When Jesus’ absolute prohibition of divorce in Mark is seen in the context of other New Testament passages, it seems as though the New Testament prohibition of divorce is not so absolute. It is clear that the New Testament is consistent in seeing the lifelong commitment between two people as an extremely important aspect of Christian discipleship. Marriage is held up as a lifelong covenant that is to reflect God’s faithfulness and God’s love. And yet in Matthew, we see an exception that permits divorce in cases of serious sexual impropriety and in Paul we see permission to divorce when an unbelieving spouse no longer wishes to remain married to a Christian. In the New Testament itself, therefore, we find a process of moral reflection and pastoral adaptation that allows for divorce under certain circumstances. Taken together, these New Testament passages suggest a scriptural basis for the ongoing moral reflection upon and pastoral adaptation of Jesus’ teaching on divorce and remarriage.
I am not suggesting that the church ought to simply accommodate itself to the prevailing cultural norms and assumptions about marriage and divorce. What I am saying is that the New Testament itself envisions a faithful moral and pastoral engagement with Jesus’ prohibition of divorce in light of the ongoing demands of discipleship. In our day, for example, I think we have to say that in situations of violence and abuse divorce is permissible. Sometimes, tragically and regrettably, ending a marriage will be the right thing to do. We should be clear about the moral and pastoral reason why we think this is so. And we should, like Paul, be clear that it is we—and not Jesus—who make this call. Nonetheless, the whole of the New Testament witness permits us to see this as a faithful response.
So is divorce permissible with people of faith. The easy answer is it depends on where we look in Scripture. As a pastor, my answer is you and God only know what is good for you. Could it be seen as a sin? It can be seen as one, but not an un-forgivable sin.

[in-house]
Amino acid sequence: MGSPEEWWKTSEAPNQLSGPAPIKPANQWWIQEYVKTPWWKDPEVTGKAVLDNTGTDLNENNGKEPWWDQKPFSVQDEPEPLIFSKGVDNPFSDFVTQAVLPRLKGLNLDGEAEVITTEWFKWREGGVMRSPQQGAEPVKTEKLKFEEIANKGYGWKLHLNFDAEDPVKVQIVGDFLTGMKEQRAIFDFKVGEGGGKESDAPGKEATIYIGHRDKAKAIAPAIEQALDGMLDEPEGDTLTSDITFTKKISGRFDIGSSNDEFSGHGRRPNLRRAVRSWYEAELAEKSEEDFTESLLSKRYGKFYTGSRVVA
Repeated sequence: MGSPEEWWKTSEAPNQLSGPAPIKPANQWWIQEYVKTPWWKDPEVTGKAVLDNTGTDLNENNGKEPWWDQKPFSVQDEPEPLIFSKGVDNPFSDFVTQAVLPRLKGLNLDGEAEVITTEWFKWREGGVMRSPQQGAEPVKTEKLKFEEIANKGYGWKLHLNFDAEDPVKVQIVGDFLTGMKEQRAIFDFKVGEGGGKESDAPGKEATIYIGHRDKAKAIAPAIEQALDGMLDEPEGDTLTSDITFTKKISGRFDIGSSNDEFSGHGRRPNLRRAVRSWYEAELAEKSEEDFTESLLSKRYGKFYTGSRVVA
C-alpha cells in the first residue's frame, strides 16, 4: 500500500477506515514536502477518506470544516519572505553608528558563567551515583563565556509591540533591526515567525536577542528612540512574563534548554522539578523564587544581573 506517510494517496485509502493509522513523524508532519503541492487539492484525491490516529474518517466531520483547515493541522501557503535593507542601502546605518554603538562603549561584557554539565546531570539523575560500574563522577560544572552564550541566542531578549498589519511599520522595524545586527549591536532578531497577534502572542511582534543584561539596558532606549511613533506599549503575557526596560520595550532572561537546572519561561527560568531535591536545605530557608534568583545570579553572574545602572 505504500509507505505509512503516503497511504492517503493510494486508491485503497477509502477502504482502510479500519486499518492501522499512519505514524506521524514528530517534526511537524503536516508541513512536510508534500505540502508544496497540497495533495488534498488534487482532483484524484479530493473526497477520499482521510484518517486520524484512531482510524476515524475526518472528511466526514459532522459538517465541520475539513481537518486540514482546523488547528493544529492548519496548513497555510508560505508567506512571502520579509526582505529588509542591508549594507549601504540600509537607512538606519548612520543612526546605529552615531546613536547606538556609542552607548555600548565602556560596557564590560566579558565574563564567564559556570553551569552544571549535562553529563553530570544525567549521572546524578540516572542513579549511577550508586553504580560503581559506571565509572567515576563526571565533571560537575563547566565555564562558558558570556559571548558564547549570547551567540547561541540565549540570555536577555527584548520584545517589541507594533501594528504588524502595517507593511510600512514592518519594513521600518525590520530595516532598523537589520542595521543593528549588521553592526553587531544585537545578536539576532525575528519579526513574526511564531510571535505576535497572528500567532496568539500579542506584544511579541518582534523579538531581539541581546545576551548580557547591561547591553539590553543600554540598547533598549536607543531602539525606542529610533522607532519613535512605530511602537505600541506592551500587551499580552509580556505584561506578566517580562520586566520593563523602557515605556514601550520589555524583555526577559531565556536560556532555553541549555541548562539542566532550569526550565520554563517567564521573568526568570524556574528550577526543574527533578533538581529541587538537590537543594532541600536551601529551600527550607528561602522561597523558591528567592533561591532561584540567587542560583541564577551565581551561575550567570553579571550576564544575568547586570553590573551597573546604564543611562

I personal see God as someone who never likes to see creation in pain and suffering. Sometimes it is better to make the choice to end a marriage because we are sinful people who hurt each other, especially those closest to us, and for far too long people felt guilted into remaining in relationships that we not healthy for one or both of the people.
God created us and the world we live in for good, but our human limitations really put a damper on the goodness God created sometimes. So I guess I’ll end by saying humans were created in the image of God to be to be happy, trustworthy, a good overwatchers of the rest of creation.
We created marriage to show a unity and depth of love for another person so that we could make a positive impact in this world. And sometimes our sinfulness gets in the way and we do not honor that unity and depth of love for some many different reasons.
So whether we married or divorced, straight or gay, citizen or illegal, male or female, older or younger, saint or sinner…we are first and foremost always a child of God. God knows us and what’s in our hearts, so God knows when we are saints and when we are sinners…and loves us no matter what. Regardless of our marital status we are sinful and fall short of the glory of God in so many other ways…and that is why we have God’s grace!